Review: ‘Ua Pau’ a powerful conclusion to playwright’s milestone trilogy
This is “must-see” local theater for adults and teens capable of handling the true-to-life sexual situations, realistically choreographed domestic violence and rapid-fire “adult” vocabulary.
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The story that Hawaiian playwright Alani Apio began in 1994 with “Kamau” and continued in 1997 with “Kamau A‘e” comes to a shocking and thought-provoking conclusion with “Ua Pau (It Is Finished, Over, Destroyed)” at Kumu Kahua. This is “must-see” local theater for adults and teens capable of handling the true-to-life sexual situations, realistically choreographed domestic violence and rapid-fire “adult” vocabulary.
A superbly talented cast brings Apio’s vividly drawn characters to life:
Maile Kapua‘ala stars as hapa haole millennial Stevie-Girl Kealoha, newly back in Hawaii after eight years attending college on the mainland. Her father, George Mahekona, a troubled young man overwhelmed by the prospect of supporting a family, committed suicide before she was born.
Charles Kupahu Timtim reprises his portrayal of tightly wound Alika Kealoha; Alika took responsibility for his dead cousin’s daughter, married her mother and from that time on did whatever it took to provide for them regardless of the personal cost to himself. Timtim originated the role of Alika in 1994 and developed it further in 1997. He brings it full circle here and caps an explosive, emotionally intense performance with a breathtaking moment in his final scene.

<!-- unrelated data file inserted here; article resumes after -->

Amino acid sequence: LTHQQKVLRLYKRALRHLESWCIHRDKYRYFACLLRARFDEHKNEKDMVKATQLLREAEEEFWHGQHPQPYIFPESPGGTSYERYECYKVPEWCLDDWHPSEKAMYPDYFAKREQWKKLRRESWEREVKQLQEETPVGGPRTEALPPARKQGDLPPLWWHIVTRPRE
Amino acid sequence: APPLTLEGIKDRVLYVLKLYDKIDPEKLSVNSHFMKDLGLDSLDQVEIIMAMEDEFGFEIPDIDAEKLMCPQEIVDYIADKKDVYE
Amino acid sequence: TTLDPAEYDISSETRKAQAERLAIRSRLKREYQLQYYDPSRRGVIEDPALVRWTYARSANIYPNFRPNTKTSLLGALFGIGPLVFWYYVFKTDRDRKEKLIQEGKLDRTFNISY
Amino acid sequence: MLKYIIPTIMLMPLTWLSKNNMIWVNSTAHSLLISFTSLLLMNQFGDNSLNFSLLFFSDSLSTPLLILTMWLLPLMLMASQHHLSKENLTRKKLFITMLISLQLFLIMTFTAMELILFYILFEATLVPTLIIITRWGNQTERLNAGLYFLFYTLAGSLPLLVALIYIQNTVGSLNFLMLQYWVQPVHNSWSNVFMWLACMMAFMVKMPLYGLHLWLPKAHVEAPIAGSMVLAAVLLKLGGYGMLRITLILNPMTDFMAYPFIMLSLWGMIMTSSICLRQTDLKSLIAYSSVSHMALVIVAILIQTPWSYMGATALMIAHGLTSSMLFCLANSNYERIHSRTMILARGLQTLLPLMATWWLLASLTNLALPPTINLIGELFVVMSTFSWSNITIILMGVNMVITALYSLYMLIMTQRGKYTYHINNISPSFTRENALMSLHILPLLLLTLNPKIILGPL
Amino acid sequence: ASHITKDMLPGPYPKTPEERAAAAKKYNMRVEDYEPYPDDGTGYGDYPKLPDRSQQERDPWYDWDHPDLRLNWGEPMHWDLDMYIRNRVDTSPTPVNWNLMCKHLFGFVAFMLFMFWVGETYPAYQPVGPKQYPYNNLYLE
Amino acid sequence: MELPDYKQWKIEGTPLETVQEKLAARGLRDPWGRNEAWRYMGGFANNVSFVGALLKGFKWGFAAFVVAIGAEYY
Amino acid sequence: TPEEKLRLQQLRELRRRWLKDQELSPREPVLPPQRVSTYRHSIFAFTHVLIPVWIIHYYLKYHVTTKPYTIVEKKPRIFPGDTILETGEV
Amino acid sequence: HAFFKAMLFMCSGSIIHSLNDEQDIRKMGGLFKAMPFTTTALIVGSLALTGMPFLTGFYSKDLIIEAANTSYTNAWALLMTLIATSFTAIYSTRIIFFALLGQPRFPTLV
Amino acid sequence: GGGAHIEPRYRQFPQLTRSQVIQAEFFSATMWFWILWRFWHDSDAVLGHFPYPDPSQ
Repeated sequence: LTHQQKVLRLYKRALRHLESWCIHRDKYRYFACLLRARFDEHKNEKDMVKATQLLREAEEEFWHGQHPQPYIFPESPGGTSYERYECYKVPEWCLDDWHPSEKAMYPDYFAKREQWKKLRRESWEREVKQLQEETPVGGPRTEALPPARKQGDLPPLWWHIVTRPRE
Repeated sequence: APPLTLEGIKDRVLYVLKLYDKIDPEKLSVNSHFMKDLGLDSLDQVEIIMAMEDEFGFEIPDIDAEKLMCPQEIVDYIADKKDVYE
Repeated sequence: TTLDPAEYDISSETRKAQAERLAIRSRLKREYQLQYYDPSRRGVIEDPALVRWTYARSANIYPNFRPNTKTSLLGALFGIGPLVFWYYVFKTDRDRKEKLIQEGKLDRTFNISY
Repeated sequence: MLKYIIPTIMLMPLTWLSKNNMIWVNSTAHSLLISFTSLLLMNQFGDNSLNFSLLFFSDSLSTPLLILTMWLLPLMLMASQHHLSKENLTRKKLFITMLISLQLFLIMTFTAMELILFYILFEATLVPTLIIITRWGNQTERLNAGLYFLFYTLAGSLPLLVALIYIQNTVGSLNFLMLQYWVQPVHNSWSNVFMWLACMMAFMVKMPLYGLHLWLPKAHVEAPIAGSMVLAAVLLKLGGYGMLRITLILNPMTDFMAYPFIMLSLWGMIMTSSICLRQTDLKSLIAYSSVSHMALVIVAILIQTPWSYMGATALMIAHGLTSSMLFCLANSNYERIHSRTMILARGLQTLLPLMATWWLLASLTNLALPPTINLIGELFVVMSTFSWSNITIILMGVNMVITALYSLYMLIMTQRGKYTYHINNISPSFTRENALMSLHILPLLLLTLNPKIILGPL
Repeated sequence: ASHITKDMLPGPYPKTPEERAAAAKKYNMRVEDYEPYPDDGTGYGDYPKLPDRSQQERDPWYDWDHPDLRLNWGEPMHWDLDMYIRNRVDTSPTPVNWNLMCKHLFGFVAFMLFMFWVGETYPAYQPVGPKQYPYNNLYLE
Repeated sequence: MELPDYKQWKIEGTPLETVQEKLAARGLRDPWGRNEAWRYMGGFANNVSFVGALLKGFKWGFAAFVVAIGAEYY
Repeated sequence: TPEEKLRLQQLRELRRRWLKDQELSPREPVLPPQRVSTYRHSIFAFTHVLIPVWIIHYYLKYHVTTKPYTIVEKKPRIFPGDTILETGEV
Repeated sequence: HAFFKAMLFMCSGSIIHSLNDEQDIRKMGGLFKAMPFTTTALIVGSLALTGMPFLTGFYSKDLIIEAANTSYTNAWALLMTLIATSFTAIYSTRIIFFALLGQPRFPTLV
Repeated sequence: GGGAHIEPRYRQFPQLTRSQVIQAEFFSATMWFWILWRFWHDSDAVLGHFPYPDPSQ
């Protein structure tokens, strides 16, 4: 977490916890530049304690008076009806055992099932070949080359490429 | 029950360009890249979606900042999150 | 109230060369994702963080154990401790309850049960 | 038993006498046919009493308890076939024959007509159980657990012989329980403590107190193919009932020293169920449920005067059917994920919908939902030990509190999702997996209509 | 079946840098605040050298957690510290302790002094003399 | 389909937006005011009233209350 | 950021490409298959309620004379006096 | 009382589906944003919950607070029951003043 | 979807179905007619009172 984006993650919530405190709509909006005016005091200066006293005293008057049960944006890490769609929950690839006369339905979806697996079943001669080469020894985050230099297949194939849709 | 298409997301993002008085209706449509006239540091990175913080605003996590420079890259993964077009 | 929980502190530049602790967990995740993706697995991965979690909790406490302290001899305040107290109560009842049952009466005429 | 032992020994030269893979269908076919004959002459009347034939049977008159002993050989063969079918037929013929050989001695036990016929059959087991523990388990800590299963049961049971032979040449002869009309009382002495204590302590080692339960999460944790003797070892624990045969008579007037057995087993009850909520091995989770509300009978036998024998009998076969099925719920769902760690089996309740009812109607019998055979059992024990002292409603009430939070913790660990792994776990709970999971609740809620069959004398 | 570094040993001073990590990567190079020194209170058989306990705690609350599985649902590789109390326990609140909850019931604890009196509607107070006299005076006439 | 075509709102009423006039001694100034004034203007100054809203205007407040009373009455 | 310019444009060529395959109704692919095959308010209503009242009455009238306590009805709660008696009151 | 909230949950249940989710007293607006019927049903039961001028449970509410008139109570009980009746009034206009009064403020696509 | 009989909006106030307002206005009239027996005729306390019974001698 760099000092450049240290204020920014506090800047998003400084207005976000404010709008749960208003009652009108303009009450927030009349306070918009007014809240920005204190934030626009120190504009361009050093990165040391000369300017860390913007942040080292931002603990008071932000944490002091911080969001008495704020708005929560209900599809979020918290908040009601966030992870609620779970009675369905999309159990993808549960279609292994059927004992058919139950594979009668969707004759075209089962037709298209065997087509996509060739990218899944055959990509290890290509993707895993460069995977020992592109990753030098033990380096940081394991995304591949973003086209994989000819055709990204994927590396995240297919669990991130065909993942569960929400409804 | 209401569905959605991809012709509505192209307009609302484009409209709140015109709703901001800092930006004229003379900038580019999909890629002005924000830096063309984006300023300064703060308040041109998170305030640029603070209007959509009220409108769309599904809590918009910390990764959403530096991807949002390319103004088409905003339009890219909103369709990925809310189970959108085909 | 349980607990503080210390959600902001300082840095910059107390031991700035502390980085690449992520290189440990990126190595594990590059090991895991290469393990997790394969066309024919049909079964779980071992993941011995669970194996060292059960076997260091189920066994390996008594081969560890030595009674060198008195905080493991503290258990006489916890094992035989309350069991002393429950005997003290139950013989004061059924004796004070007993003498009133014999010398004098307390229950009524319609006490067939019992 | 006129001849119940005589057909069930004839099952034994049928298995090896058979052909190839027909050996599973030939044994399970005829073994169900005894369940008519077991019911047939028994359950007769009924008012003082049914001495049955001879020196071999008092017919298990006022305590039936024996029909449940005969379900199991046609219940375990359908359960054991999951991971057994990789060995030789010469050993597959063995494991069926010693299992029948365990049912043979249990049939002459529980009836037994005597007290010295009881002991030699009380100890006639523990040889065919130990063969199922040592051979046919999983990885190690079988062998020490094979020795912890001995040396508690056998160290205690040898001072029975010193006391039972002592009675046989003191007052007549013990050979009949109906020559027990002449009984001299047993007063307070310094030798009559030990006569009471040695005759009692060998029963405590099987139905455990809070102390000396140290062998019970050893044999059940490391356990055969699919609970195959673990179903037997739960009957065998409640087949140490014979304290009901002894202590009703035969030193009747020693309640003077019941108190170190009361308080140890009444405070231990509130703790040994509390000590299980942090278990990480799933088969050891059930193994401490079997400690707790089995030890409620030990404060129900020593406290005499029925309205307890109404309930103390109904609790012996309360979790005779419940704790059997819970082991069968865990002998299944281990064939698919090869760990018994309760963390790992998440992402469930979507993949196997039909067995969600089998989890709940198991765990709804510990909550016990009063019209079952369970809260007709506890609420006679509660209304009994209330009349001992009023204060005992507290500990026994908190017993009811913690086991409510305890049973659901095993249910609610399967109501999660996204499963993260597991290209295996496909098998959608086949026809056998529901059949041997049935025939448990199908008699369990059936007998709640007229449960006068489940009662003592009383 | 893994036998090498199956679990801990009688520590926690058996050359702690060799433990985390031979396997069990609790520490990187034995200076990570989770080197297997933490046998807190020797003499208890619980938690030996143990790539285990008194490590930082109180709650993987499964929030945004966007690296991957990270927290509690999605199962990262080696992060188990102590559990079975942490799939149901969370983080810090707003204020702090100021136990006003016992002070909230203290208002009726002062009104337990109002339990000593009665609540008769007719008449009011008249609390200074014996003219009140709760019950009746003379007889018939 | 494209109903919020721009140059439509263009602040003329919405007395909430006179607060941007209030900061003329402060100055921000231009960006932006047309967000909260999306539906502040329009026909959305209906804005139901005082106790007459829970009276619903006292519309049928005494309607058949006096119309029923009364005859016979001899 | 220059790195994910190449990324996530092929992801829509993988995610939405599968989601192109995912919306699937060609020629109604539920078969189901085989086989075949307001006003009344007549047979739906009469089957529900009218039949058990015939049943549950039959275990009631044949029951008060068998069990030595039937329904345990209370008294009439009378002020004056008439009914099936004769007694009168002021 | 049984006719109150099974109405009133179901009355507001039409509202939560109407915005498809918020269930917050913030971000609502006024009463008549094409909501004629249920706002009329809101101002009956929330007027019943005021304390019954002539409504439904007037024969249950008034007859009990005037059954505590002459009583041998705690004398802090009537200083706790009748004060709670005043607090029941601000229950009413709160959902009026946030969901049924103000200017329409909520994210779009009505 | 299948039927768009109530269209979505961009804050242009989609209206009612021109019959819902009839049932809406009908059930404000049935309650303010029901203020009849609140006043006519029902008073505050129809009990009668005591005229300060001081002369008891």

Wil Kahele contributes to the few and fleeting funny moments as Michael Mahekona. The oldest and most prone to violence of the three cousins, Michael did nine years in prison for assaulting a Hawaiian security guard he thought was a Caucasian. Michael is now 53 and seems to have made his peace with the hotel; he makes Hawaiian art to order for wealthy visitors.
Kirk A. Lapilio Jr. is a haunting presence as George Mahekona — a ghostly entity visible only to Stevie-Girl in the present, a timid and abused boy in the flashbacks.
Annie Lokomaika‘i Lipscomb brings other layers of fragility to the story as Lisa, a Caucasian of unspecified ethnicity, who feels increasingly isolated from her Hawaiian husband and hapa haole daughter.
Lelea‘e “Buffy” Kahalepuna- Wong doubles beautifully as Alika’s executive assistant in the present and his abused mother in flashbacks. Daryl Bonilla shows impressive range playing Alika’s genial and benevolent “boss” in the present and then morphing into the character of Dad, Alika’s brutal, alcoholic father.
An early flashback where Dad abuses all three boys, then hits his wife, foreshadows the boys’ experiences in “Kamau” and “Kamau A‘e.” A second flashback, where Dad encourages the boys to drink hard liquor, also foreshadows events to come.
As the story opens Stevie- Girl is returning home — traveling first class thanks to Alika’s connections. The corporation he works for — the corporation that built the hotel on the land Alika’s family tended for 14 generations — also paid for her college education, living expenses, car and credit card.
Nothing that comes after Stevie’s arrival is as she expected. However, the numerous surprises that follow feel authentic rather than contrived. Apio’s sure-handed use of flashbacks fills in the backstory for people who haven’t seen “Kamau” and “Kamau A‘e.”
In the previous plays Apio revealed the traditional relationship between Hawaiians and the aina without having a character give another character a lecture on the subject. He does something similar here in a scene where Stevie-Girl begins chanting. It isn’t necessary to understand Hawaiian to know what she’s saying or why she’s saying it.